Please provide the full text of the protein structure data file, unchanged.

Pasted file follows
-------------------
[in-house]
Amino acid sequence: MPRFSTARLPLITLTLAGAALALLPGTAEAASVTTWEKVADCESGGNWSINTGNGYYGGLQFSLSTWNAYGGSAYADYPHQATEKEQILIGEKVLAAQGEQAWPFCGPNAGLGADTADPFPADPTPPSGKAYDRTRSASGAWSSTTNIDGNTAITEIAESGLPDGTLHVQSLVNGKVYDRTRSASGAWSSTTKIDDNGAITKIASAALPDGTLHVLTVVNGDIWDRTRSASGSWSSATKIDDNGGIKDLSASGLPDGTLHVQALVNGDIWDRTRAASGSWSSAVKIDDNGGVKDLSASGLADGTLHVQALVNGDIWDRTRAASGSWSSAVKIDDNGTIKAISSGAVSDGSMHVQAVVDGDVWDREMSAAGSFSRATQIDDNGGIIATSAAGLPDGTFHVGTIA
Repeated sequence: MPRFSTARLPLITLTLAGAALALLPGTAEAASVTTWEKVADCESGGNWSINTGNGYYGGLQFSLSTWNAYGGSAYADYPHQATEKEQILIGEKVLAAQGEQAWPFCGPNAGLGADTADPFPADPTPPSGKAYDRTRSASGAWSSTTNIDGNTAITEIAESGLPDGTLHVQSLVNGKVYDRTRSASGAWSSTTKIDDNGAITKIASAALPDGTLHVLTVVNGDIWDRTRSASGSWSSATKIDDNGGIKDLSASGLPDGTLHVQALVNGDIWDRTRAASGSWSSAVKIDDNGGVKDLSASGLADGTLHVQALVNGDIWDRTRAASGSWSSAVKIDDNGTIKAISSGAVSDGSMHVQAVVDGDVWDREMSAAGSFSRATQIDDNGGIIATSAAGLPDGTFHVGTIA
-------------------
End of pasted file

[in-house]
Amino acid sequence: MPRFSTARLPLITLTLAGAALALLPGTAEAASVTTWEKVADCESGGNWSINTGNGYYGGLQFSLSTWNAYGGSAYADYPHQATEKEQILIGEKVLAAQGEQAWPFCGPNAGLGADTADPFPADPTPPSGKAYDRTRSASGAWSSTTNIDGNTAITEIAESGLPDGTLHVQSLVNGKVYDRTRSASGAWSSTTKIDDNGAITKIASAALPDGTLHVLTVVNGDIWDRTRSASGSWSSATKIDDNGGIKDLSASGLPDGTLHVQALVNGDIWDRTRAASGSWSSAVKIDDNGGVKDLSASGLADGTLHVQALVNGDIWDRTRAASGSWSSAVKIDDNGTIKAISSGAVSDGSMHVQAVVDGDVWDREMSAAGSFSRATQIDDNGGIIATSAAGLPDGTFHVGTIA
Repeated sequence: MPRFSTARLPLITLTLAGAALALLPGTAEAASVTTWEKVADCESGGNWSINTGNGYYGGLQFSLSTWNAYGGSAYADYPHQATEKEQILIGEKVLAAQGEQAWPFCGPNAGLGADTADPFPADPTPPSGKAYDRTRSASGAWSSTTNIDGNTAITEIAESGLPDGTLHVQSLVNGKVYDRTRSASGAWSSTTKIDDNGAITKIASAALPDGTLHVLTVVNGDIWDRTRSASGSWSSATKIDDNGGIKDLSASGLPDGTLHVQALVNGDIWDRTRAASGSWSSAVKIDDNGGVKDLSASGLADGTLHVQALVNGDIWDRTRAASGSWSSAVKIDDNGTIKAISSGAVSDGSMHVQAVVDGDVWDREMSAAGSFSRATQIDDNGGIIATSAAGLPDGTFHVGTIA